MERC Partners Leadership Breakfast Series with Prof. Ian Robertson
‘The Winner Effect’
MERC Partners held its fourth Leadership Breakfast Seminar in The Four Seasons Hotel, bringing together over ninety business professionals with an interest in leadership for a morning of enlightenment and networking.
Aoife Bradshaw, Principal Consultant with MERC Partners, opened proceedings and introduced the guest speaker for the event, Professor Ian Robertson, Professor of Psychology at Trinity College Dublin and author of The Winner Effect – a topic very much in keeping with the leadership series’ theme of growth and positivity. A fellow psychologist, Bradshaw highlighted how the premise of The Winner Effect relates particularly well to a business landscape, but that the notion of ’winning’ underpins every area of our lives: “success can change the chemistry of the brain, making you more focused, smarter and more confident. Professor Robertson’s book answers the question of why some people achieve, and then handle success so much better than others”.
Before his current position at Trinity College Dublin, Professor Robertson was a Senior Scientist at the MRC Cognition and Brain Sciences Unit and a fellow of Hughes Hall at the University of Cambridge. He is a clinical psychologist and neuroscientist and as well as having numerous visiting Professor positions, he is a sought-after keynote speaker and has presented at TEDX conferences.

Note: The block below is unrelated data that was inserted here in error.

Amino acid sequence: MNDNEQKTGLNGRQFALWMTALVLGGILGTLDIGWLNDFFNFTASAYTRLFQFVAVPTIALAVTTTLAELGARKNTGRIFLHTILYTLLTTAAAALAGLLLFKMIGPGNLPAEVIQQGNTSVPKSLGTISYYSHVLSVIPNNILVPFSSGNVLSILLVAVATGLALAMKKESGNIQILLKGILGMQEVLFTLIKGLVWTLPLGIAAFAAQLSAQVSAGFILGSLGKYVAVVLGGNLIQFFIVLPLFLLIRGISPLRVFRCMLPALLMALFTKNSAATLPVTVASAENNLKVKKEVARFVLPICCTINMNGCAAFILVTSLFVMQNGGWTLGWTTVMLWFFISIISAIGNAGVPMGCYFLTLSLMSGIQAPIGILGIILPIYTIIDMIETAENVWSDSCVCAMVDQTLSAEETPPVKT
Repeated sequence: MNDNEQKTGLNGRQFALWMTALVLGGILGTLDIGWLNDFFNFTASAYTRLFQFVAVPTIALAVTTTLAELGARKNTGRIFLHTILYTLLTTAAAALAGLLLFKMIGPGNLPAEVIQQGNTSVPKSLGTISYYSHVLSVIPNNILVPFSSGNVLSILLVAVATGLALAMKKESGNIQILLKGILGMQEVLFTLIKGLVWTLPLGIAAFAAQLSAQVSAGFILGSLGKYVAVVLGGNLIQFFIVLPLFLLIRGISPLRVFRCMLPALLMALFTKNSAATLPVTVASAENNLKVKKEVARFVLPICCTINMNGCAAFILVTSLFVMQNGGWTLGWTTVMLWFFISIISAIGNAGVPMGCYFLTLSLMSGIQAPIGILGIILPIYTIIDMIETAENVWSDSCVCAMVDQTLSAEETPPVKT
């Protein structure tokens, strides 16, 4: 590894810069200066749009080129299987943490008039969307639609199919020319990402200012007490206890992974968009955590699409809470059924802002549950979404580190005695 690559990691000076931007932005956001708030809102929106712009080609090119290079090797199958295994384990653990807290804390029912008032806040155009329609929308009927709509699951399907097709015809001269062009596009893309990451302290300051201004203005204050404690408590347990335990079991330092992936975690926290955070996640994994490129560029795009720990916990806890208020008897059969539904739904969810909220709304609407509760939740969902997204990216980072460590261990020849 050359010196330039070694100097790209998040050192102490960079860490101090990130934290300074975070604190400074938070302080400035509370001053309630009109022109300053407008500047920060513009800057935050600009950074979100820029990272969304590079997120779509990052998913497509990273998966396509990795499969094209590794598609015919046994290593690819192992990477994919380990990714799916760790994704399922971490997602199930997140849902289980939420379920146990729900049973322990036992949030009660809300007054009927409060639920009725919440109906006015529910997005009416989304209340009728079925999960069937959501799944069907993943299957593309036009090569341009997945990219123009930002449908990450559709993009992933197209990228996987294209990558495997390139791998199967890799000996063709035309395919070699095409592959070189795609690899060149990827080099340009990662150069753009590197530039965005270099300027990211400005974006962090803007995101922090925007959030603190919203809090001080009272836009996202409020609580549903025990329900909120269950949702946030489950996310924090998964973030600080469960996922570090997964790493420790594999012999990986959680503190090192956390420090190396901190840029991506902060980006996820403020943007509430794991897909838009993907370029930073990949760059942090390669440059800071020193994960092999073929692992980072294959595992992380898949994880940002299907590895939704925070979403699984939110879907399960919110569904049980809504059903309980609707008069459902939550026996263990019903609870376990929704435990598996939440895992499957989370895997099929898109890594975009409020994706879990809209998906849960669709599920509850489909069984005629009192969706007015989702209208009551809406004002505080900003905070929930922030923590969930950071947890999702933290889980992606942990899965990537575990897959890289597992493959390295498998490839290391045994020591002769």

In his presentation, The Winner Effect: The Science of Success and How to Use It, Professor Robertson opened with the question ‘what breeds success?’. The answer is simply, success! Success perpetuates success by increasing our levels of testosterone and dopamine. The more successful we are, the more permanently our brains are altered because we produce more receiving areas for testosterone, thus incrementally improving our likelihood of future success. Failure, in turn, decreases levels of testosterone.
Drawing from a vast volume of research on the area, Professor Robertson suggested some key tactics to contrive small successes to help build some winning momentum. Firstly, playing at home in business negotiations, gives us a significant psychological advantage (increasing testosterone and dopamine), thus maximising our chance of success. Requesting small favours in advance of a big request, maximises the chances of a positive eventual outcome. He also suggests that attainable but challenging goal setting gives people a real sense of achievement. Studies have also shown that athletes or teams that wear red are more likely to defeat an opponent than when that same team doesn’t wear red. Finally, fake power! Professor Robertson proposes that adopting ‘the power pose’, a confident open stance, changes our brain chemistry at that moment.
Professor Robertson’s lively presentation was enthusiastically received by the audience, providing both scientific insight and practical tips to better understand the business of winning.